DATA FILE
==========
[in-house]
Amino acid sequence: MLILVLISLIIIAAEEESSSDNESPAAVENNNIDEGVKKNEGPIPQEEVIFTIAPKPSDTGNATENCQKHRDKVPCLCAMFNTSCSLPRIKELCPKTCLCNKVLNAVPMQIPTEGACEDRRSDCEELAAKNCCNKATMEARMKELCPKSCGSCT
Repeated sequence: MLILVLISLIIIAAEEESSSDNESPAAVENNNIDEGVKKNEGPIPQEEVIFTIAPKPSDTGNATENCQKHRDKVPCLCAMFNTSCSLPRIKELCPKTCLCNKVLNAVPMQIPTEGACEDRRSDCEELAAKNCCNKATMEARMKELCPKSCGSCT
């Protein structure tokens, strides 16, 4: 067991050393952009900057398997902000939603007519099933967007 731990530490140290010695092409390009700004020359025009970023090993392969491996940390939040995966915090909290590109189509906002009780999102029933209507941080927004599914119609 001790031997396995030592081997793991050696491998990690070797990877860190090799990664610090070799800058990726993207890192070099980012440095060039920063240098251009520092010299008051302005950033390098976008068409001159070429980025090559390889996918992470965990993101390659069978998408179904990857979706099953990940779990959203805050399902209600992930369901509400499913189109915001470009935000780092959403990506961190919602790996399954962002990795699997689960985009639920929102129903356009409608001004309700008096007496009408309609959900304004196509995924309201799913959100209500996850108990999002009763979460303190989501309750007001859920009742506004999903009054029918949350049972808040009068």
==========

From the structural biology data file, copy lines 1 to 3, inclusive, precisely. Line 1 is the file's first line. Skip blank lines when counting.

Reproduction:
[in-house]
Amino acid sequence: MLILVLISLIIIAAEEESSSDNESPAAVENNNIDEGVKKNEGPIPQEEVIFTIAPKPSDTGNATENCQKHRDKVPCLCAMFNTSCSLPRIKELCPKTCLCNKVLNAVPMQIPTEGACEDRRSDCEELAAKNCCNKATMEARMKELCPKSCGSCT
Repeated sequence: MLILVLISLIIIAAEEESSSDNESPAAVENNNIDEGVKKNEGPIPQEEVIFTIAPKPSDTGNATENCQKHRDKVPCLCAMFNTSCSLPRIKELCPKTCLCNKVLNAVPMQIPTEGACEDRRSDCEELAAKNCCNKATMEARMKELCPKSCGSCT